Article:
Boots: The Sad Story of a Puppy Mill Dog
'Boots' The Dog
Legal Action Pending
Both houses of the California legislature just passed a bill (AB 485), that will require that all stores selling dogs, cats, and rabbits must source them from local animal shelters, public animal control agencies and rescue groups, and not from mass breeding facilities, either in or out of state.
The law would take effect in January of 2019. This is a massive win for the animals and the people who love and care for them. As of this writing, (28 September 2017), the bill simply awaits the governor’s signature to turn it into law.
Why is this important? Because the puppy mills, as they are called, care nothing for the health of the animals; they are only interested in pumping out as many litters as they can, as fast as they can, for maximum profit.
Shocking abuses, neglect and mistreatment are the commonplace result of this sorry enterprise. The industry lobby tries to insist that pet owners, "...have a right to know the medical history of the animal…’ This is a specious bit of reasoning, because such records, if they exist at all, are liable to be sketchy at best, and false at worst.
First Hand Experience
When I was a kid in junior high school, back in the dark days before we knew better, we bought an adorable little Beagle puppy from a pet store. He was funny, smart, and loveable. We named him ‘Boots.’ Unfortunately, unbeknownst to us at first, he was also very, very ill.
In our ignorance, we mistakenly assumed that because he was ‘pedigreed,’ and came with “AKC papers,” that our purebred Beagle was a perfect example of the breed who would be with us for many happy years.
Our Assumptions Proved False
Boots was thin, severely underweight for his age, the veterinarian told us. He needed a high-protein diet to help him gain weight.
My mother spent a good deal of time cooking up ground beef to mix into his kibbles, and also bought him cottage cheese, both suggested by the vet. At the time, he was eating a small-sized kibble for puppies, and we would mix in the beef and cottage cheese very well. Apparently, Boots knew what he needed, and managed to pick out these goodies, tiny bits though they were, and leave most of the kibble behind!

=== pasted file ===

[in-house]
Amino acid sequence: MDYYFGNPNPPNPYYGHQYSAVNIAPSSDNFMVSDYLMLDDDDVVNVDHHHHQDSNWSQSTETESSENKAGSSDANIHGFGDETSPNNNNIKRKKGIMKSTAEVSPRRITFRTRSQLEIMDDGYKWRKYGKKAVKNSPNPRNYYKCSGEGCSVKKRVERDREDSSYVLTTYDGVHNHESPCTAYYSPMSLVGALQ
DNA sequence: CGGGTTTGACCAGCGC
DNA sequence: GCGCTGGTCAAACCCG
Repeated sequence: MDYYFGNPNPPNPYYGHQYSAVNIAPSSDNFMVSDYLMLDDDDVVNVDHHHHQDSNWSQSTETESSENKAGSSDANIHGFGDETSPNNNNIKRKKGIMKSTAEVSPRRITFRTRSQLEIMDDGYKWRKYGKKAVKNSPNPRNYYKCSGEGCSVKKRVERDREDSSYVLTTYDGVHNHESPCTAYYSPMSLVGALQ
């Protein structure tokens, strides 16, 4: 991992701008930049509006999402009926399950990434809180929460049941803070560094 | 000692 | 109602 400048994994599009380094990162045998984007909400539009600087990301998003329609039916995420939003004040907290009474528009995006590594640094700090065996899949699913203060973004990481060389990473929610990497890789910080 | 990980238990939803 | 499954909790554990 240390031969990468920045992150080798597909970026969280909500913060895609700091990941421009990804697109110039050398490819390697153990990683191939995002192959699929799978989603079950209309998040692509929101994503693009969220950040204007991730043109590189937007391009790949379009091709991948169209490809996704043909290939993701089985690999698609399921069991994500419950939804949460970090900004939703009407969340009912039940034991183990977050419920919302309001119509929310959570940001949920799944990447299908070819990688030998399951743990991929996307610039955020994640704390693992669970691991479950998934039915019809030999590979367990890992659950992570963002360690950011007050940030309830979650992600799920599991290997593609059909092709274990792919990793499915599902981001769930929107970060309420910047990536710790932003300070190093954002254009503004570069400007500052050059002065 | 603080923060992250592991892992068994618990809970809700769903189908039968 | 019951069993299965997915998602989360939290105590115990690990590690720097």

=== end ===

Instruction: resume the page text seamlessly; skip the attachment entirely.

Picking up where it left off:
Strike one for the breeder!
Yet Another Problem Developed
The special diet wasn’t working; he wasn’t gaining the expected amount of weight, and remained skinny. Why? It turned out that Boots had worms. Yuck! This is not uncommon in puppies and kittens; they often get them from the mother. (I’m not quite sure how that works, but it is the current ‘wisdom.’)
Back to the vet he went, for back then, de-worming was not an at-home easy process; it was messy, and you were happy to have the animal at the vet for them to deal with the mess resulting from the medication.
On picking him up, we learned that he had three kinds of worms all at once! Poor puppy! Those parasites were stealing all his nutrients! Thinking that was the last of the issues, we brought Bootsie back home to enjoy him.
Strike two for the breeder!
We Were Not Finished Yet!
All was well for a few months, but another curveball was coming our way. He seemed to all of a sudden have trouble peeing, and was squatting all the time, but nothing was happening.
Another trip to the vet: more parasites!! The vet was truly stumped, saying that these particular vermin were usually and commonly found in the digestive tract, but had gotten into the urinary tract instead. We were sent home with medication to give him.
Strike three for the breeder!
The Final Straw
Just when we thought we were through the worst, we were hit with another sucker punch.
The first sign was that he was always, always thirsty. He would drink massive amounts of water, and the output would be equal. We took him once again to the veterinarian, who diagnosed him as having diabetes. He was rather shocked, as he said it does happen in older dogs from time to time, but is virtually unheard of in puppies and young dogs. He also said that dogs don’t respond as well to insulin as humans do.
It was devastating. The only choice we had then was euthanasia; there was no sense in letting the poor little fellow suffer for years to come. He wasn’t quite a year old. I cried bucketsful.
No, never again would we buy a pet from a pet store. I was too young then to be politically aware, and engage in any kind of activism, but the next time we got a dog, it was from a private person whose dog had accidentally become pregnant.
We were able to go to their home, select the puppy we wanted, see that the conditions were clean and safe, and the puppies socialized. Plus, we were able meet both parents of the puppy, and assess their temperament. That dog, we named Rascal. He was a mutt, but he was a good and healthy dog.
The sad experience with Boots planted the seed, though, and I have been against puppy/kitten/bunny mills ever since, and I am a staunch advocate for animal rights and their humane treatment.
© 2017 Liz Elias